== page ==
amazon, best seller, best selling, categories, category, flash fiction, free, free days, how to, how to publish on amazon, kindle, marketing, metric, metrics, publishing, top 10, top ten, writer, writing
Last Week’s WW: Hidden Truths
A few days ago I mentioned that I had decided to collect some of my flash fiction and offer it on Amazon as a collection. I edited it, made some pretty titles, and put together a cover. I put it up for .99
One copy sold immediately. I have no idea how. But it did. Then my sister bought a copy. Then another sold. It wasn’t many, but hey, I did little to no marketing, so I figured the fact that any sold was good.
And I must have been right about that. My children’s book is currently ranked at somewhere over one million on Amazon’s list. Every once in awhile, I’ll get a sale, and it’s like, hey cool, I almost forgot that was out there. But it’s been out for awhile, and I suppose that effects things.
This collection practically started ranked at higher than 250,000, I’m guessing because of that first sale. I waited almost half a day to check on it after I found out I got the second sale. Just, didn’t think about looking. When I did, I was higher than 90,000. I wonder how high it had spiked if I had looked?
Which got me thinking. If I could rise that high, with that few sales, there must be a whole lot on Amazon that isn’t selling.
This idea gives me both hope and despair. Despair because there is a lot of stuff that isn’t selling. But hope that maybe, if you write something good, it can and will sell. Maybe if you do the right things, it is possible to be a best seller.
So, I decided to enact a lot of advice that I’ve read.
I made it free.
When you sign up with Amazon, you have the option of publishing just through them. This comes with several advantages: higher royalties, it get’s put in Kindle Unlimited, which doesn’t look as scary as it did at first, for now, and you get to use ‘free days’ or a countdown clock where the price progressively changes. You can pick one, and do it every 90 days. I picked the free one. I used up 2 of my allotted 5 days.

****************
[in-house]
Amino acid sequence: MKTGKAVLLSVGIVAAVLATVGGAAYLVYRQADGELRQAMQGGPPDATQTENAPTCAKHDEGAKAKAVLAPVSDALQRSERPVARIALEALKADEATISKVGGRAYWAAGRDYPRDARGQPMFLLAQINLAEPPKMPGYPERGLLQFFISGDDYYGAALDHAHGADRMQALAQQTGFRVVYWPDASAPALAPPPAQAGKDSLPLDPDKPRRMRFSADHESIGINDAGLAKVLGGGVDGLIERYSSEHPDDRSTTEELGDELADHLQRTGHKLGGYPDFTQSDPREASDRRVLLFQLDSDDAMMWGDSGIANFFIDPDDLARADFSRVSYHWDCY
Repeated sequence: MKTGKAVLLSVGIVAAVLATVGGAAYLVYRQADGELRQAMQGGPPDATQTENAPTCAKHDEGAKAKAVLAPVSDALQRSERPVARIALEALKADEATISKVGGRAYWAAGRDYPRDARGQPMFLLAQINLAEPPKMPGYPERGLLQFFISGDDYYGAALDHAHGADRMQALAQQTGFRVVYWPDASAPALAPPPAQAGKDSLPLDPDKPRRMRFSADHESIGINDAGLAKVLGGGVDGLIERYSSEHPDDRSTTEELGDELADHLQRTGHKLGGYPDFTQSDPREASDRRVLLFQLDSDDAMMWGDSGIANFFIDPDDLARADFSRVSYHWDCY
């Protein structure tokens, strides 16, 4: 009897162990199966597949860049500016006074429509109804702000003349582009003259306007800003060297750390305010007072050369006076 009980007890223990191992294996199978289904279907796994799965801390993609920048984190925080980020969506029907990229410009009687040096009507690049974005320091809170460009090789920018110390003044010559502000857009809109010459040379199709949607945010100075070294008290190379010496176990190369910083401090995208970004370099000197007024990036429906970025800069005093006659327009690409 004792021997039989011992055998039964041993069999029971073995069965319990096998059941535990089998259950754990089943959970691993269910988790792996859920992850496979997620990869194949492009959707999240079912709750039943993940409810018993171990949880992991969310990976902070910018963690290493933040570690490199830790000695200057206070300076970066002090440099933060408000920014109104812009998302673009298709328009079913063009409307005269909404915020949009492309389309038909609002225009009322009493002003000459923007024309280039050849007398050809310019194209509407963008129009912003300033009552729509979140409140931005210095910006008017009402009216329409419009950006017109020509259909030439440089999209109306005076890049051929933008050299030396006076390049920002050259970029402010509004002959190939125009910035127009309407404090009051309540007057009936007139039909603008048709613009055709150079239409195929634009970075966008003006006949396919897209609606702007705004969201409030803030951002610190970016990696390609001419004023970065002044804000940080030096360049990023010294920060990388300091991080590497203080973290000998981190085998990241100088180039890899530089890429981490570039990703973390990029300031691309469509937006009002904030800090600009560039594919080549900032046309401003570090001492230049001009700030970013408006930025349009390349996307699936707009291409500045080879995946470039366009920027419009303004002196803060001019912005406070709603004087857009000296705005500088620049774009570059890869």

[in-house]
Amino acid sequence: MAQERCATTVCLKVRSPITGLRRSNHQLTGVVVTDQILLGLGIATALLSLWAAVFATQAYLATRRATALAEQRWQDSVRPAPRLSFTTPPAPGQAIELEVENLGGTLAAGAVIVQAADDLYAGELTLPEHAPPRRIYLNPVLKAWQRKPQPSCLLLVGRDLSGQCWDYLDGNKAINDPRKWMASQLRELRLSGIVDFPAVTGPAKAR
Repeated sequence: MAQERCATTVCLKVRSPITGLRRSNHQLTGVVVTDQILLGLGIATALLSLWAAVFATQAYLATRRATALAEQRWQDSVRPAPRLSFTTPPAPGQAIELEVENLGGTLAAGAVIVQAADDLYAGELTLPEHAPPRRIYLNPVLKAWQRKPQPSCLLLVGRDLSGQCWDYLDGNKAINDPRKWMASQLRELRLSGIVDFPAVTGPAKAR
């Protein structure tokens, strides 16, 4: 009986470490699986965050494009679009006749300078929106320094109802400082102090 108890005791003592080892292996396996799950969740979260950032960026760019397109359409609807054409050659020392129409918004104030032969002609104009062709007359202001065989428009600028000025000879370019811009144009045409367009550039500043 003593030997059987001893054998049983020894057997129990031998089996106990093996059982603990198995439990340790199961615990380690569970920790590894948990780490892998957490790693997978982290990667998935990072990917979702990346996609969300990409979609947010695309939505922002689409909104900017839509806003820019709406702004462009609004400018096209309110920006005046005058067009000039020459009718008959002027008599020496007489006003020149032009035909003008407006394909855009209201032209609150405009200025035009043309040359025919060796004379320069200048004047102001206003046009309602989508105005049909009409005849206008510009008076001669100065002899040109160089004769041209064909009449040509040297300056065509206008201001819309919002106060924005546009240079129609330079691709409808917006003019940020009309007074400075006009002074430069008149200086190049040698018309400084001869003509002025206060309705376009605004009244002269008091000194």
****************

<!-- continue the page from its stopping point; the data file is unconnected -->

The first free day I messed up. I was planning to promote it in Facebook groups. But, I was traveling the next day, and wound up staying up late to do things like pack and clean. I got about 4 hours of sleep that night, and spent the whole next day in transit. I didn’t even look at Amazon until almost midnight.
And I was #8 in my category.
I was so very surprised. I guess people like free.
I promoted it that night the way I had planned to the first day.
Categories are also important. Make sure you’re in the right one, and keep an eye out for how many other books are also in it.
The second day saw a smaller amount of downloads, but combined, it was enough to push me up to #6.
I know I know better. I know that these numbers aren’t as significant as they seem. But, it made me really excited to see my name, my stories, in a top 10 on Amazon. I was 2 down from Hugh Howey’s Wool, and you all know how I feel about him by now. It felt like being an extra, maybe the kind with lines, in a movie featuring Emma Stone or something. Where you know you’re not nearly as important or achieved, but you can see yourself getting there, and, hey, you’re sharing screen time.
So I was, and continue to be, excited.
The metrics might be different once the free days officially end. But making money on this one wasn’t the point. Sure, it’d be great if it happened. But this was a learning experience.
Free days are a good thing. They got more people reading my stories than may have otherwise. And that’s the point. To get people reading. To get reviews (hopefully some show up). To get my name out, maybe make a few new fans, invite them to check out this blog, and hopefully, if they like what I’ve done, then they’ll like the next thing, too. And even the ones after that.